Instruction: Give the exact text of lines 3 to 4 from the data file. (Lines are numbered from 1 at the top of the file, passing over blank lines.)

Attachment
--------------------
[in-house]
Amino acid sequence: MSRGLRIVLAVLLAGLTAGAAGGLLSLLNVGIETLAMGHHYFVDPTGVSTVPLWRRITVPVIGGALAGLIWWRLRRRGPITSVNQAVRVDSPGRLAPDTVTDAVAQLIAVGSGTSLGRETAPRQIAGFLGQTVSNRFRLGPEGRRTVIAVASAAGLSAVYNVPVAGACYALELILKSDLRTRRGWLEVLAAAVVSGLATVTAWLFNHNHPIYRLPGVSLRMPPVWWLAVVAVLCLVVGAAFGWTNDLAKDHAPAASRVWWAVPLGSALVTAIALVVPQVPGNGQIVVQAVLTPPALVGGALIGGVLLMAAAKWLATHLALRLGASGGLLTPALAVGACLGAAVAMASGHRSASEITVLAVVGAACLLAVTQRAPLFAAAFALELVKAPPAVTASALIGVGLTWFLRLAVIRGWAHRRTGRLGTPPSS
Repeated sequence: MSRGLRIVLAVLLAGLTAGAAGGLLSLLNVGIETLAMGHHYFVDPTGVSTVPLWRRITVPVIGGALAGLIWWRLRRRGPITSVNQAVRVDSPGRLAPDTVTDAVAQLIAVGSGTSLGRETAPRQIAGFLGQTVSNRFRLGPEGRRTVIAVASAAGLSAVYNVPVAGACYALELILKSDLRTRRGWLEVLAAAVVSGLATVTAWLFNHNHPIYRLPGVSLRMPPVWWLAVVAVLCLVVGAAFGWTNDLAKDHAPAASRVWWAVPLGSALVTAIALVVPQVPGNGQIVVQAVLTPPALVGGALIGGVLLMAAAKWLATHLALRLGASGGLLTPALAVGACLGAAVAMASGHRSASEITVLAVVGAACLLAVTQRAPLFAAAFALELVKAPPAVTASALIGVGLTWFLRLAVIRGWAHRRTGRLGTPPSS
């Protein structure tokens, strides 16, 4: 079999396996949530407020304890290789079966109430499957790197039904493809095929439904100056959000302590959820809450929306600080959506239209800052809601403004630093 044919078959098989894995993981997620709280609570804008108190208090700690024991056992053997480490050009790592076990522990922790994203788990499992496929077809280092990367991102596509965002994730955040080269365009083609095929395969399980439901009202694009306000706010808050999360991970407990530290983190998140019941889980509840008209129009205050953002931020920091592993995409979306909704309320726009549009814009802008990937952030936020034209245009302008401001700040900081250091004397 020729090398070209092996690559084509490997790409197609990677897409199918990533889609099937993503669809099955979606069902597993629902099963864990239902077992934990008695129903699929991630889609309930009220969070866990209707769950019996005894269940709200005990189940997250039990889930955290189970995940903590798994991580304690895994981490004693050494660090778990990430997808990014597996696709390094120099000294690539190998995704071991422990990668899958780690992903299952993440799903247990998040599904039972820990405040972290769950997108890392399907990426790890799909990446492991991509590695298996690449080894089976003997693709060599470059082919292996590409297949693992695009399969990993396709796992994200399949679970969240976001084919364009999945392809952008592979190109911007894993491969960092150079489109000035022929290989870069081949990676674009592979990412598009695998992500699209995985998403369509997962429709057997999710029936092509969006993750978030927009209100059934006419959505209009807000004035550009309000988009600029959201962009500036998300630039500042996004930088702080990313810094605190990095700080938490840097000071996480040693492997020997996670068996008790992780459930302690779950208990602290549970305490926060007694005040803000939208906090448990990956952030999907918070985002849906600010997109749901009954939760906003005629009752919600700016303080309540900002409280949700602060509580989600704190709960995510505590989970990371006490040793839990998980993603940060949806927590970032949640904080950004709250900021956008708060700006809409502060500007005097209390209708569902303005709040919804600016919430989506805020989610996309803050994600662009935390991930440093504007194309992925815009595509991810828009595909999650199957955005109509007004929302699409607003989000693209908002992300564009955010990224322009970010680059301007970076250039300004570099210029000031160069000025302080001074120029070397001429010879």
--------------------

Repeated sequence: MSRGLRIVLAVLLAGLTAGAAGGLLSLLNVGIETLAMGHHYFVDPTGVSTVPLWRRITVPVIGGALAGLIWWRLRRRGPITSVNQAVRVDSPGRLAPDTVTDAVAQLIAVGSGTSLGRETAPRQIAGFLGQTVSNRFRLGPEGRRTVIAVASAAGLSAVYNVPVAGACYALELILKSDLRTRRGWLEVLAAAVVSGLATVTAWLFNHNHPIYRLPGVSLRMPPVWWLAVVAVLCLVVGAAFGWTNDLAKDHAPAASRVWWAVPLGSALVTAIALVVPQVPGNGQIVVQAVLTPPALVGGALIGGVLLMAAAKWLATHLALRLGASGGLLTPALAVGACLGAAVAMASGHRSASEITVLAVVGAACLLAVTQRAPLFAAAFALELVKAPPAVTASALIGVGLTWFLRLAVIRGWAHRRTGRLGTPPSS
């Protein structure tokens, strides 16, 4: 079999396996949530407020304890290789079966109430499957790197039904493809095929439904100056959000302590959820809450929306600080959506239209800052809601403004630093 044919078959098989894995993981997620709280609570804008108190208090700690024991056992053997480490050009790592076990522990922790994203788990499992496929077809280092990367991102596509965002994730955040080269365009083609095929395969399980439901009202694009306000706010808050999360991970407990530290983190998140019941889980509840008209129009205050953002931020920091592993995409979306909704309320726009549009814009802008990937952030936020034209245009302008401001700040900081250091004397 020729090398070209092996690559084509490997790409197609990677897409199918990533889609099937993503669809099955979606069902597993629902099963864990239902077992934990008695129903699929991630889609309930009220969070866990209707769950019996005894269940709200005990189940997250039990889930955290189970995940903590798994991580304690895994981490004693050494660090778990990430997808990014597996696709390094120099000294690539190998995704071991422990990668899958780690992903299952993440799903247990998040599904039972820990405040972290769950997108890392399907990426790890799909990446492991991509590695298996690449080894089976003997693709060599470059082919292996590409297949693992695009399969990993396709796992994200399949679970969240976001084919364009999945392809952008592979190109911007894993491969960092150079489109000035022929290989870069081949990676674009592979990412598009695998992500699209995985998403369509997962429709057997999710029936092509969006993750978030927009209100059934006419959505209009807000004035550009309000988009600029959201962009500036998300630039500042996004930088702080990313810094605190990095700080938490840097000071996480040693492997020997996670068996008790992780459930302690779950208990602290549970305490926060007694005040803000939208906090448990990956952030999907918070985002849906600010997109749901009954939760906003005629009752919600700016303080309540900002409280949700602060509580989600704190709960995510505590989970990371006490040793839990998980993603940060949806927590970032949640904080950004709250900021956008708060700006809409502060500007005097209390209708569902303005709040919804600016919430989506805020989610996309803050994600662009935390991930440093504007194309992925815009595509991810828009595909999650199957955005109509007004929302699409607003989000693209908002992300564009955010990224322009970010680059301007970076250039300004570099210029000031160069000025302080001074120029070397001429010879």